I don’t know about you, but I am getting tired of reading about people who are “never going to retire.” Newspapers, magazines, television programs and online publications are continuously writing about people who stay at their jobs well after typical retirement age. They invariably say how much they love their work and wouldn’t know what to do with out it.
Aye, there’s the rub. They don’t know what to do besides work. How sad for them.
Those heroes everyone is writing about are usually working for themselves or are in a position where they can determine their own hours, either because they are professionals or have a skill that is not dependent on physical stamina. Do you ever read about a salesperson who spends 8 to 10 hours on his or her feet saying they never want to retire? Or what about a factory worker, a bus driver, a civil servant? People in these professions usually have no choice as to when to retire…they work for a boss or a company with regulations that set their hours and responsibilities and when the rules say “retire,” that is it. They may also be physically exhausted and looking forward to not punching a clock, sleeping a bit later in the morning, spending their time the way they want to. Which is what retirement is all about.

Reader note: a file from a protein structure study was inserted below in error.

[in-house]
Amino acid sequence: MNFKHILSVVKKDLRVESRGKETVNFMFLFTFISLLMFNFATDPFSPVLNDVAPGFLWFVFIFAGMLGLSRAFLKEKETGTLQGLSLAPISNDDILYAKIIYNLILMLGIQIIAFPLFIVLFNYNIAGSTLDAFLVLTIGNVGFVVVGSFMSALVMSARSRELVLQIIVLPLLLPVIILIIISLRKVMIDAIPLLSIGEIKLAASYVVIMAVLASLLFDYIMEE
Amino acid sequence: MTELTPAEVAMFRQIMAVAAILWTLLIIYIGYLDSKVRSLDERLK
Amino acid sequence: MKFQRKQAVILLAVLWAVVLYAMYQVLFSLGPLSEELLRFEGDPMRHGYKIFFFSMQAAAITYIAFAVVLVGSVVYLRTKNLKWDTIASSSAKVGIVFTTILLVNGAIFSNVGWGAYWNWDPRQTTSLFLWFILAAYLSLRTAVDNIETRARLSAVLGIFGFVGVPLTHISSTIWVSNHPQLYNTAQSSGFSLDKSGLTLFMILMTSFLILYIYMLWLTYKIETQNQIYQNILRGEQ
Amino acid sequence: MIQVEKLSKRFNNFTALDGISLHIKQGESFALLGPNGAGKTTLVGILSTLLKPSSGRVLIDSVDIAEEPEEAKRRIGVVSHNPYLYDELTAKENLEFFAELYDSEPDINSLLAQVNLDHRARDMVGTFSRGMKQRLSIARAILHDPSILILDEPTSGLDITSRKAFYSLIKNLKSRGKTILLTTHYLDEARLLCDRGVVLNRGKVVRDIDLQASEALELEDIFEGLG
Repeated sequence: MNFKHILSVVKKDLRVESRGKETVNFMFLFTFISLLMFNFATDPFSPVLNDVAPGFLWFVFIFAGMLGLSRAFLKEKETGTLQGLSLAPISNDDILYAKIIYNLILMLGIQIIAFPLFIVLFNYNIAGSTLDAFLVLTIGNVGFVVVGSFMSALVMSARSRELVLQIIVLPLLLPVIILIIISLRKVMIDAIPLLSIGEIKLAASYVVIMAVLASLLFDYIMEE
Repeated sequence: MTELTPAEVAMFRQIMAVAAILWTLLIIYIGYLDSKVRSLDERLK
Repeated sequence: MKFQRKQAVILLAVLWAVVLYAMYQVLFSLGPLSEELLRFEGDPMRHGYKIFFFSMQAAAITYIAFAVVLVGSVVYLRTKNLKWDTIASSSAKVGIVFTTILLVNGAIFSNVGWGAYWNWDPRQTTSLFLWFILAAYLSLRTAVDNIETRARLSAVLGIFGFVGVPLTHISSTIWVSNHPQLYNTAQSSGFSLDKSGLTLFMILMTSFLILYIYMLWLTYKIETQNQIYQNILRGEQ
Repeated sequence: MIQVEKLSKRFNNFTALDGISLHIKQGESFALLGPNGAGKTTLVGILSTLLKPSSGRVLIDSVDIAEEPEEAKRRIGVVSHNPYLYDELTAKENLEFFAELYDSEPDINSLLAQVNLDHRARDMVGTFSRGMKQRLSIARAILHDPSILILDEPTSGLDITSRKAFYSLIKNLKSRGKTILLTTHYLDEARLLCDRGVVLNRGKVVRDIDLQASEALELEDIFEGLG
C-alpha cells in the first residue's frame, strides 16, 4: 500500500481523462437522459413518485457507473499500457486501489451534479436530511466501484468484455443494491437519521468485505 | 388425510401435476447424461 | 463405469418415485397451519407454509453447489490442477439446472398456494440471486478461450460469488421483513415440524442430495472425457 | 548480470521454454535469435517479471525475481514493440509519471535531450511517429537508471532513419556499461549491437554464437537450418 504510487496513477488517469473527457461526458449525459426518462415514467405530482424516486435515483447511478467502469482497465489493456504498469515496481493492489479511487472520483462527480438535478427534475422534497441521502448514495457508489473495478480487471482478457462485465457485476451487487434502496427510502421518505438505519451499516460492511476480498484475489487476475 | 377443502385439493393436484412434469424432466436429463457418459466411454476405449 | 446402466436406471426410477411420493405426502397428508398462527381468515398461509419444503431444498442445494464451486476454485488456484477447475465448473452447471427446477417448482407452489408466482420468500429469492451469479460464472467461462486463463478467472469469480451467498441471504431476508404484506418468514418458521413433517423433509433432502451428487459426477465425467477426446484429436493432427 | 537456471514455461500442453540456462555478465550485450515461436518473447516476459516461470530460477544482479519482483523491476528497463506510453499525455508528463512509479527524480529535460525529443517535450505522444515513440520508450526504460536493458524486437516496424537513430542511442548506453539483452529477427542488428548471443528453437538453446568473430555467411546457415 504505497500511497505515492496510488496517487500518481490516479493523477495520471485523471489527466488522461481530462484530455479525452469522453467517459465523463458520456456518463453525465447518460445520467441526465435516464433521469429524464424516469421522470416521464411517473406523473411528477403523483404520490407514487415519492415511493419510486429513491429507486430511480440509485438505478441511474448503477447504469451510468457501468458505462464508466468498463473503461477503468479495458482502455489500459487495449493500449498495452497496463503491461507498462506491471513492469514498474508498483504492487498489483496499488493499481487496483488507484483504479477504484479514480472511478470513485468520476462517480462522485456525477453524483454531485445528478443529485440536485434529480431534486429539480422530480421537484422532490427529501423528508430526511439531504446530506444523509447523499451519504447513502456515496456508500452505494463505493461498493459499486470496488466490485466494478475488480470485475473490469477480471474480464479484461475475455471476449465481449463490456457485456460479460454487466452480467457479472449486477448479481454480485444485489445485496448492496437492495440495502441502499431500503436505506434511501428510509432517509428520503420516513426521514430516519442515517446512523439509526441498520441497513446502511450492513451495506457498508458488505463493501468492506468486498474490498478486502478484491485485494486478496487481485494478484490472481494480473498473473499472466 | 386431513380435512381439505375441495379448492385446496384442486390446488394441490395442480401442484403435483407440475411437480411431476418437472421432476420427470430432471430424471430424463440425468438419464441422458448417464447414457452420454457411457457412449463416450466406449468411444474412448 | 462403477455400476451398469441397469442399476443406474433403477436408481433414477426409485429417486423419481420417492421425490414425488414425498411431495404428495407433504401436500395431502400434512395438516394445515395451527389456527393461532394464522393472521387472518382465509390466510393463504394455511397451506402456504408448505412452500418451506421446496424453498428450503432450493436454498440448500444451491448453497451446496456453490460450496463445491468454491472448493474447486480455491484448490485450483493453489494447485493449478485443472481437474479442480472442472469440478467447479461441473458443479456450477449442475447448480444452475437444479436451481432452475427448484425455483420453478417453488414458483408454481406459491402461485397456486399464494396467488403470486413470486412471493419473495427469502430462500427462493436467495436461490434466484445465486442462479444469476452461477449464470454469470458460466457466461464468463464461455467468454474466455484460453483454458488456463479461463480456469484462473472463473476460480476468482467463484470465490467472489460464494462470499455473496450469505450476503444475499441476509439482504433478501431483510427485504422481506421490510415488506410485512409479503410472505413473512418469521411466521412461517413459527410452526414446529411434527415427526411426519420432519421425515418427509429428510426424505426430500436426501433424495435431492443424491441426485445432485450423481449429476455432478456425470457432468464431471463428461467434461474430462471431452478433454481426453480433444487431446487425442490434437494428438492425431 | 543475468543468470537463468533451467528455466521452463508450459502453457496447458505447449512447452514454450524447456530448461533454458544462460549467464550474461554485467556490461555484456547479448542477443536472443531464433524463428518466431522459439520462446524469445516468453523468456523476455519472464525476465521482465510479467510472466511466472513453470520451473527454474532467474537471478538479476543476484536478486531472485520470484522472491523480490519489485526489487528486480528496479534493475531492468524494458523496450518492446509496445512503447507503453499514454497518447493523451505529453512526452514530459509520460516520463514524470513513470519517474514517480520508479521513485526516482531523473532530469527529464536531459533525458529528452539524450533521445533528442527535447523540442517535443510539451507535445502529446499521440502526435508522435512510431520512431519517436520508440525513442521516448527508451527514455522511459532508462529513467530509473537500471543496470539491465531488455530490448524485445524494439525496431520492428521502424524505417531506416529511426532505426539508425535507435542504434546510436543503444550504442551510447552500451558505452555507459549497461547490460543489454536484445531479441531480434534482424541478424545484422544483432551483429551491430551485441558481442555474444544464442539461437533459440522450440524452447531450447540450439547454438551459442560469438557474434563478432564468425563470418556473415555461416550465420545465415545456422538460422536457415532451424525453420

Then along comes another pundit who says that retirement leads to early death. Usually they tell you to look back at your grandfather and consider how long he lived after retirement, but that is hardly the case today. Some of the stories make no sense…one told of a man who retired at 65 and then was stricken with cancer at 67 and died. Where is the correlation between his disease and retirement? Our attitudes, physical exercise, diet and life styles have changed significantly over the past 50 years and statistics that seem to illustrate that retirement equals early death are no longer relevant. Sure, neglecting your health, sitting in front of a TV for hours and failing to stimulate the brain with new ideas, skills or interests or social connections can lead to degeneration, but how many of these couch potatoes also skip medical appointments, develop bad eating habits and neglect exercise?
Let’s look at longevity from a different perspective. Most people know when they are going to retire but they don’t know how they are going to live in retirement. In other words, they have not planned for this critical change in their lives. The secret to a happy retirement is having control of your time, spending time with friends and family you want to be with and having a passion or a purpose you want to pursue. The passion can be as simple as seeking cultural and social activities or as complex as moving to a new city, trying a new sport or giving back by volunteering or mentoring.
You must retire TO something; keep being productive and stay socially connected. Retirement may require a bit of work on your part, but this is work you choose.